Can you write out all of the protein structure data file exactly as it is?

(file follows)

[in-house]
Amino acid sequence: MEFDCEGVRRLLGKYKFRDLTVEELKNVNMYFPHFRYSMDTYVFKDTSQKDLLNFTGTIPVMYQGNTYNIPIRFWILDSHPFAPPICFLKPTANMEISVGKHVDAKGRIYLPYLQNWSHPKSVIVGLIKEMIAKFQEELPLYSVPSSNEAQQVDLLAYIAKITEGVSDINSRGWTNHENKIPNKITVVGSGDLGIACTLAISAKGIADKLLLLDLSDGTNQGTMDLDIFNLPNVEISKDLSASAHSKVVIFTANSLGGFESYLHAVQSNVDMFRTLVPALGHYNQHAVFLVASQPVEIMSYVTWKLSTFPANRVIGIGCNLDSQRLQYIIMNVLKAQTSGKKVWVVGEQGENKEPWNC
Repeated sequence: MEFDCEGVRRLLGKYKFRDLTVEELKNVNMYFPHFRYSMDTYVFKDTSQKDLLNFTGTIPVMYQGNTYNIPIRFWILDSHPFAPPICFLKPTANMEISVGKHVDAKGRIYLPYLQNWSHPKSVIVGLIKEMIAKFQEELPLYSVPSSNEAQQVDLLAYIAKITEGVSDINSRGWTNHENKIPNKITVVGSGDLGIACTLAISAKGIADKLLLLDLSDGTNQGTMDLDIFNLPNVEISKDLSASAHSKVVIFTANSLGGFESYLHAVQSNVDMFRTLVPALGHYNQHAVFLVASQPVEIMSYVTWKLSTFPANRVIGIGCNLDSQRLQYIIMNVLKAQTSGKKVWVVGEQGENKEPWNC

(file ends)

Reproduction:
[in-house]
Amino acid sequence: MEFDCEGVRRLLGKYKFRDLTVEELKNVNMYFPHFRYSMDTYVFKDTSQKDLLNFTGTIPVMYQGNTYNIPIRFWILDSHPFAPPICFLKPTANMEISVGKHVDAKGRIYLPYLQNWSHPKSVIVGLIKEMIAKFQEELPLYSVPSSNEAQQVDLLAYIAKITEGVSDINSRGWTNHENKIPNKITVVGSGDLGIACTLAISAKGIADKLLLLDLSDGTNQGTMDLDIFNLPNVEISKDLSASAHSKVVIFTANSLGGFESYLHAVQSNVDMFRTLVPALGHYNQHAVFLVASQPVEIMSYVTWKLSTFPANRVIGIGCNLDSQRLQYIIMNVLKAQTSGKKVWVVGEQGENKEPWNC
Repeated sequence: MEFDCEGVRRLLGKYKFRDLTVEELKNVNMYFPHFRYSMDTYVFKDTSQKDLLNFTGTIPVMYQGNTYNIPIRFWILDSHPFAPPICFLKPTANMEISVGKHVDAKGRIYLPYLQNWSHPKSVIVGLIKEMIAKFQEELPLYSVPSSNEAQQVDLLAYIAKITEGVSDINSRGWTNHENKIPNKITVVGSGDLGIACTLAISAKGIADKLLLLDLSDGTNQGTMDLDIFNLPNVEISKDLSASAHSKVVIFTANSLGGFESYLHAVQSNVDMFRTLVPALGHYNQHAVFLVASQPVEIMSYVTWKLSTFPANRVIGIGCNLDSQRLQYIIMNVLKAQTSGKKVWVVGEQGENKEPWNC